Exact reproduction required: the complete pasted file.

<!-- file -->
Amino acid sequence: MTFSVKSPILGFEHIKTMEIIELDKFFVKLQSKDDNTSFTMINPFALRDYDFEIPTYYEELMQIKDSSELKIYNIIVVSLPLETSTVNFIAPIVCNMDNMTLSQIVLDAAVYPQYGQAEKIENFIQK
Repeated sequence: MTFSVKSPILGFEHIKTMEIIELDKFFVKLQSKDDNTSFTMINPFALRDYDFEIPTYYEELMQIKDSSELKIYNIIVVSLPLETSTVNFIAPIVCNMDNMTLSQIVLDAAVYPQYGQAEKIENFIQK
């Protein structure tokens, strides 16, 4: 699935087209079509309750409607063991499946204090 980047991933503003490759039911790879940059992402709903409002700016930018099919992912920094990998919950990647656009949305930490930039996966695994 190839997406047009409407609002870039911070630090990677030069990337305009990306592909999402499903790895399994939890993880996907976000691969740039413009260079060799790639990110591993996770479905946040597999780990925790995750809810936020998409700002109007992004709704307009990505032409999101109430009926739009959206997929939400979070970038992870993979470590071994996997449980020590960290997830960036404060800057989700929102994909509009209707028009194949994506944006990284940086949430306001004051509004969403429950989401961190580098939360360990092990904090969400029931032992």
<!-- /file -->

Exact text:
Amino acid sequence: MTFSVKSPILGFEHIKTMEIIELDKFFVKLQSKDDNTSFTMINPFALRDYDFEIPTYYEELMQIKDSSELKIYNIIVVSLPLETSTVNFIAPIVCNMDNMTLSQIVLDAAVYPQYGQAEKIENFIQK
Repeated sequence: MTFSVKSPILGFEHIKTMEIIELDKFFVKLQSKDDNTSFTMINPFALRDYDFEIPTYYEELMQIKDSSELKIYNIIVVSLPLETSTVNFIAPIVCNMDNMTLSQIVLDAAVYPQYGQAEKIENFIQK
């Protein structure tokens, strides 16, 4: 699935087209079509309750409607063991499946204090 980047991933503003490759039911790879940059992402709903409002700016930018099919992912920094990998919950990647656009949305930490930039996966695994 190839997406047009409407609002870039911070630090990677030069990337305009990306592909999402499903790895399994939890993880996907976000691969740039413009260079060799790639990110591993996770479905946040597999780990925790995750809810936020998409700002109007992004709704307009990505032409999101109430009926739009959206997929939400979070970038992870993979470590071994996997449980020590960290997830960036404060800057989700929102994909509009209707028009194949994506944006990284940086949430306001004051509004969403429950989401961190580098939360360990092990904090969400029931032992």